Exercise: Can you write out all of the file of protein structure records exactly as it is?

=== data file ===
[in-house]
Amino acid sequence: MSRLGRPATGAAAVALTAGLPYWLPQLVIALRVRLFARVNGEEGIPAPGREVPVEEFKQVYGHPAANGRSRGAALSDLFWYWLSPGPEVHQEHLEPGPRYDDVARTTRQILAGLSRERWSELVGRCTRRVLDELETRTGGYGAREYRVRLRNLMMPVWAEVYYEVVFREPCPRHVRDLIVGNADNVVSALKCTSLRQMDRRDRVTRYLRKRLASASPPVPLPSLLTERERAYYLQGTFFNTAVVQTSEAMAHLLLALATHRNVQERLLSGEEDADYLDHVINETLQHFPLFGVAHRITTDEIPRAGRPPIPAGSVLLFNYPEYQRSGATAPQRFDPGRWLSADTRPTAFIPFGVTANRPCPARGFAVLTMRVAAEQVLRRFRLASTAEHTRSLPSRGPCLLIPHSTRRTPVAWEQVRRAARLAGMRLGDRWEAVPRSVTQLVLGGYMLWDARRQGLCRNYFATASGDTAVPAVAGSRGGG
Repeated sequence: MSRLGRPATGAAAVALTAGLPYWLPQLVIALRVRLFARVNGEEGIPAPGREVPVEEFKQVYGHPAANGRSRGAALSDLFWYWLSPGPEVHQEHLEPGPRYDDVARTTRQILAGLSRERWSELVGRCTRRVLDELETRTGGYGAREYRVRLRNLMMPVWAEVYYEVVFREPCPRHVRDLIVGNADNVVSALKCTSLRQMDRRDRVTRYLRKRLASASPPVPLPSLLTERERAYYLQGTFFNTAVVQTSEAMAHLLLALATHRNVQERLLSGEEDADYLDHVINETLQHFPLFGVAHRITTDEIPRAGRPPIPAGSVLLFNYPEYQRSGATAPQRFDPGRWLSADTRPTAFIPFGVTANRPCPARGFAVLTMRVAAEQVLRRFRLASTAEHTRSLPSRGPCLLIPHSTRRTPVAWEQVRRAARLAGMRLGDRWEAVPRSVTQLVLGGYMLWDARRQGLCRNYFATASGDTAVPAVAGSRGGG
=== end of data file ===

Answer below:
[in-house]
Amino acid sequence: MSRLGRPATGAAAVALTAGLPYWLPQLVIALRVRLFARVNGEEGIPAPGREVPVEEFKQVYGHPAANGRSRGAALSDLFWYWLSPGPEVHQEHLEPGPRYDDVARTTRQILAGLSRERWSELVGRCTRRVLDELETRTGGYGAREYRVRLRNLMMPVWAEVYYEVVFREPCPRHVRDLIVGNADNVVSALKCTSLRQMDRRDRVTRYLRKRLASASPPVPLPSLLTERERAYYLQGTFFNTAVVQTSEAMAHLLLALATHRNVQERLLSGEEDADYLDHVINETLQHFPLFGVAHRITTDEIPRAGRPPIPAGSVLLFNYPEYQRSGATAPQRFDPGRWLSADTRPTAFIPFGVTANRPCPARGFAVLTMRVAAEQVLRRFRLASTAEHTRSLPSRGPCLLIPHSTRRTPVAWEQVRRAARLAGMRLGDRWEAVPRSVTQLVLGGYMLWDARRQGLCRNYFATASGDTAVPAVAGSRGGG
Repeated sequence: MSRLGRPATGAAAVALTAGLPYWLPQLVIALRVRLFARVNGEEGIPAPGREVPVEEFKQVYGHPAANGRSRGAALSDLFWYWLSPGPEVHQEHLEPGPRYDDVARTTRQILAGLSRERWSELVGRCTRRVLDELETRTGGYGAREYRVRLRNLMMPVWAEVYYEVVFREPCPRHVRDLIVGNADNVVSALKCTSLRQMDRRDRVTRYLRKRLASASPPVPLPSLLTERERAYYLQGTFFNTAVVQTSEAMAHLLLALATHRNVQERLLSGEEDADYLDHVINETLQHFPLFGVAHRITTDEIPRAGRPPIPAGSVLLFNYPEYQRSGATAPQRFDPGRWLSADTRPTAFIPFGVTANRPCPARGFAVLTMRVAAEQVLRRFRLASTAEHTRSLPSRGPCLLIPHSTRRTPVAWEQVRRAARLAGMRLGDRWEAVPRSVTQLVLGGYMLWDARRQGLCRNYFATASGDTAVPAVAGSRGGG